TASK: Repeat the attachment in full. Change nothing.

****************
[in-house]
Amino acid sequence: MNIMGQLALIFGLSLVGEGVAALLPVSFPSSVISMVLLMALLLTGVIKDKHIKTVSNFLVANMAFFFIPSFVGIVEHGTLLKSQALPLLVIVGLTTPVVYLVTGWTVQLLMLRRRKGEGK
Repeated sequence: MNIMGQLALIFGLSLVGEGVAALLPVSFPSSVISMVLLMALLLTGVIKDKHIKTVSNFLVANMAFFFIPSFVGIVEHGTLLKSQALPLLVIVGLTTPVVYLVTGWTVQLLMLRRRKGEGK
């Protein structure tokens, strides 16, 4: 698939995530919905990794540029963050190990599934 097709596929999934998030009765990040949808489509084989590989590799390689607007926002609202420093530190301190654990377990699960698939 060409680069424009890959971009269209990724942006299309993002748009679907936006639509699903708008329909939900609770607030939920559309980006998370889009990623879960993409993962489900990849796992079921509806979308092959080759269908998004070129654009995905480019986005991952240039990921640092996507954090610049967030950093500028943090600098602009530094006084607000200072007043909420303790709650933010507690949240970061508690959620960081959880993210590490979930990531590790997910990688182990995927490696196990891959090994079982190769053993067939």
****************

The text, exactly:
[in-house]
Amino acid sequence: MNIMGQLALIFGLSLVGEGVAALLPVSFPSSVISMVLLMALLLTGVIKDKHIKTVSNFLVANMAFFFIPSFVGIVEHGTLLKSQALPLLVIVGLTTPVVYLVTGWTVQLLMLRRRKGEGK
Repeated sequence: MNIMGQLALIFGLSLVGEGVAALLPVSFPSSVISMVLLMALLLTGVIKDKHIKTVSNFLVANMAFFFIPSFVGIVEHGTLLKSQALPLLVIVGLTTPVVYLVTGWTVQLLMLRRRKGEGK
């Protein structure tokens, strides 16, 4: 698939995530919905990794540029963050190990599934 097709596929999934998030009765990040949808489509084989590989590799390689607007926002609202420093530190301190654990377990699960698939 060409680069424009890959971009269209990724942006299309993002748009679907936006639509699903708008329909939900609770607030939920559309980006998370889009990623879960993409993962489900990849796992079921509806979308092959080759269908998004070129654009995905480019986005991952240039990921640092996507954090610049967030950093500028943090600098602009530094006084607000200072007043909420303790709650933010507690949240970061508690959620960081959880993210590490979930990531590790997910990688182990995927490696196990891959090994079982190769053993067939």